Department of Wood Science, University of British Columbia, 2424 Main Mall, Vancouver, V6T 1Z4, Canada.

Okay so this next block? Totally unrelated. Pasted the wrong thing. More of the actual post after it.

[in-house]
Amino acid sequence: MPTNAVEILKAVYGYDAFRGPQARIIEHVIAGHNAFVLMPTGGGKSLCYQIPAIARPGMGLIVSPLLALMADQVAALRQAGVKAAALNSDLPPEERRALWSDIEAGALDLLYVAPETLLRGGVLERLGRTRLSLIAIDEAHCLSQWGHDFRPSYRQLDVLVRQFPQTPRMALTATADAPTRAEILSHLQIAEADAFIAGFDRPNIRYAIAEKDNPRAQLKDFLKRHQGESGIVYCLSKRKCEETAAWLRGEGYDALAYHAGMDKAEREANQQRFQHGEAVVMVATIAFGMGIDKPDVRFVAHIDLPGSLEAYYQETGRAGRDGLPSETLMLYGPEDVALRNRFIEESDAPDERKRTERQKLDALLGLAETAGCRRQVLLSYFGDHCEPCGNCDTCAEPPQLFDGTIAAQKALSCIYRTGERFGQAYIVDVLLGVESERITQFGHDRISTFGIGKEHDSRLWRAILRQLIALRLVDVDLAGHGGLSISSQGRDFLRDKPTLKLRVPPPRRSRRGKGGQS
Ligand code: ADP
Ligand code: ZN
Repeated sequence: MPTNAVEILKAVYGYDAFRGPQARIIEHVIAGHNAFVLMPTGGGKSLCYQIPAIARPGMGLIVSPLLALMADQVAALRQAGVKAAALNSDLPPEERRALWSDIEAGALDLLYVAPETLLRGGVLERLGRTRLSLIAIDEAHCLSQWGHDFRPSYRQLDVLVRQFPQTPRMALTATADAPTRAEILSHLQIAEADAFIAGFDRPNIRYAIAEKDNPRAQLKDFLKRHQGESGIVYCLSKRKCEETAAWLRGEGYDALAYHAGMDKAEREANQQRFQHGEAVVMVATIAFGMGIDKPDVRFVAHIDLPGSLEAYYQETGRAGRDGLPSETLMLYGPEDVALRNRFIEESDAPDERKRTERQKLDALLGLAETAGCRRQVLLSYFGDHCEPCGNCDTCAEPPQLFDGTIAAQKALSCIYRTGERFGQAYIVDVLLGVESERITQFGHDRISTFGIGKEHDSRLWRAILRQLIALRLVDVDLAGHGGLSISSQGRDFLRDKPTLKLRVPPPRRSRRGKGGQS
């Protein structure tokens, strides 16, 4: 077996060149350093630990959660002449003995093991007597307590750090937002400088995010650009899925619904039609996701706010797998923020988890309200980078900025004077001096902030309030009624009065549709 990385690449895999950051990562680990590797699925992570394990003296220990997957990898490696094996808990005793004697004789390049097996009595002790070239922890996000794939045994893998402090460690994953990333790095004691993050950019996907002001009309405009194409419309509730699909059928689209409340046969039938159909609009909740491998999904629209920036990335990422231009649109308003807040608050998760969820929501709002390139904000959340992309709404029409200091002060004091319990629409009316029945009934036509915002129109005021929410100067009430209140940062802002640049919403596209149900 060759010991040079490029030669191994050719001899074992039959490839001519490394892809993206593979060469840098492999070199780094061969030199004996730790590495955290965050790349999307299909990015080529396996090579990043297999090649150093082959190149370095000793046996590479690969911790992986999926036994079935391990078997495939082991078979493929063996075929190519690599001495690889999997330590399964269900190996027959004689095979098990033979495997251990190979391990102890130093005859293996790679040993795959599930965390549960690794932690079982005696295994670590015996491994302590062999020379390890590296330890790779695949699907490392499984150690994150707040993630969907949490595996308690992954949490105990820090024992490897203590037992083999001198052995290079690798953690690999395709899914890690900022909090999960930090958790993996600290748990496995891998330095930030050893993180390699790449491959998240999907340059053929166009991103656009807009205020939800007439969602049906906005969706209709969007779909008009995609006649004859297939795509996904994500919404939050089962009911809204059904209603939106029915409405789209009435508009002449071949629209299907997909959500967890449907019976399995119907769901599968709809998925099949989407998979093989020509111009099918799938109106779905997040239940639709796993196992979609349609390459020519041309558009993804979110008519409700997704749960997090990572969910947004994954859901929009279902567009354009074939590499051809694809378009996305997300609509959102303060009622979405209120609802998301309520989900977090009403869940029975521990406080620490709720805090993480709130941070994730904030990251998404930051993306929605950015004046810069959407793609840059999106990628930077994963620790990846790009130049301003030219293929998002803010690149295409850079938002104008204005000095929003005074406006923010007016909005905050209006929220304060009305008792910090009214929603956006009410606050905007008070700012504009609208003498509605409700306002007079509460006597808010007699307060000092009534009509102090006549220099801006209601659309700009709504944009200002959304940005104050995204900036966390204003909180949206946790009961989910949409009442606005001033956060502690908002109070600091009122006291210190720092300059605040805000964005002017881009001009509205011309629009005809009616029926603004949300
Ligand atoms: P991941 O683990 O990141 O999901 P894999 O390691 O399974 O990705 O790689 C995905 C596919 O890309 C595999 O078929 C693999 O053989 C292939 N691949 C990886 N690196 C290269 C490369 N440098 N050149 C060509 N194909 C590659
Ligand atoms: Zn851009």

Wood sapstain, a cosmetic defect that results in significant economical loss to forest-products industries, is caused by mycelial melanization of the wood-colonizing ophiostomatoid fungi. To improve our understanding of how melanin biosynthesis is regulated in the cosmopolitan sapstaining fungus, Ophiostoma piceae, we used insertional mutagenesis. Insertional mutants were generated by restriction enzyme-mediated integration (REMI) and Agrobacterium-mediated integration (AMI). We screened 1,053 REMI and 1,083 AMI transformants and found 30 mutants with impaired growth or pigmentation. We characterized four AMI transformants in more detail, in which the T-DNA integrated at a single locus. The albino mutant TOPA45 had incorporated the T-DNA in a polyketide synthase gene (PKS1). The mutants TOPA1 and TOPA1076 displayed reduced pigmentation. In TOPA1, the T-DNA was inserted into a gene that encodes a putative protein kinase activator whereas, for TOPA1076, it was inserted into a gene that encodes a protein with unknown function. Finally, the vegetative hyphae of mutant TOPA814 were not melanized, whereas the synnemata displayed the same level of pigmentation as the wild type. In the TOPA814 mutant, segregation analysis revealed that the mutant phenotype was not linked to the T-DNA insertion locus but to a translocation from the PIG1 locus to the left border of the T-DNA. The protein predicted for the PIG1 locus had a middle homology region that was specific to fungal transcription factors.